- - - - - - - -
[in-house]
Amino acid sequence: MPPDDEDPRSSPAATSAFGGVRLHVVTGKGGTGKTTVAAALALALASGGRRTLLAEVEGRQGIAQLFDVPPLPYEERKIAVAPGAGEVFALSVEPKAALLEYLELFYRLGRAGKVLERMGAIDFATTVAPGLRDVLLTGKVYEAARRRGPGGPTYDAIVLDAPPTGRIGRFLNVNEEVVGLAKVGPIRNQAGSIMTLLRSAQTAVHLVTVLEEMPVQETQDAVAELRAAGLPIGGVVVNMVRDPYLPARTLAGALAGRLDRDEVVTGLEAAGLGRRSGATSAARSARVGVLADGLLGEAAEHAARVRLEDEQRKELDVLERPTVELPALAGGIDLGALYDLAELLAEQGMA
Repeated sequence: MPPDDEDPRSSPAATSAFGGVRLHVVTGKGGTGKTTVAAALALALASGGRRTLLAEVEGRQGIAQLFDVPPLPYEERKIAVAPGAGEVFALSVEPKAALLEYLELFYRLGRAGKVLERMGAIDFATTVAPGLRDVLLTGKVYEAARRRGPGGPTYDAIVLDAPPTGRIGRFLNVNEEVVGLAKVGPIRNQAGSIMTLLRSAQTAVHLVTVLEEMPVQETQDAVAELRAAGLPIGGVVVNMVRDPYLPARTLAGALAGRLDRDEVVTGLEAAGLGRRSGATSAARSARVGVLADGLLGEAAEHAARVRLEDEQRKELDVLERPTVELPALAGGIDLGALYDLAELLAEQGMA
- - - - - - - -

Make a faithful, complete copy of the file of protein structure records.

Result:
[in-house]
Amino acid sequence: MPPDDEDPRSSPAATSAFGGVRLHVVTGKGGTGKTTVAAALALALASGGRRTLLAEVEGRQGIAQLFDVPPLPYEERKIAVAPGAGEVFALSVEPKAALLEYLELFYRLGRAGKVLERMGAIDFATTVAPGLRDVLLTGKVYEAARRRGPGGPTYDAIVLDAPPTGRIGRFLNVNEEVVGLAKVGPIRNQAGSIMTLLRSAQTAVHLVTVLEEMPVQETQDAVAELRAAGLPIGGVVVNMVRDPYLPARTLAGALAGRLDRDEVVTGLEAAGLGRRSGATSAARSARVGVLADGLLGEAAEHAARVRLEDEQRKELDVLERPTVELPALAGGIDLGALYDLAELLAEQGMA
Repeated sequence: MPPDDEDPRSSPAATSAFGGVRLHVVTGKGGTGKTTVAAALALALASGGRRTLLAEVEGRQGIAQLFDVPPLPYEERKIAVAPGAGEVFALSVEPKAALLEYLELFYRLGRAGKVLERMGAIDFATTVAPGLRDVLLTGKVYEAARRRGPGGPTYDAIVLDAPPTGRIGRFLNVNEEVVGLAKVGPIRNQAGSIMTLLRSAQTAVHLVTVLEEMPVQETQDAVAELRAAGLPIGGVVVNMVRDPYLPARTLAGALAGRLDRDEVVTGLEAAGLGRRSGATSAARSARVGVLADGLLGEAAEHAARVRLEDEQRKELDVLERPTVELPALAGGIDLGALYDLAELLAEQGMA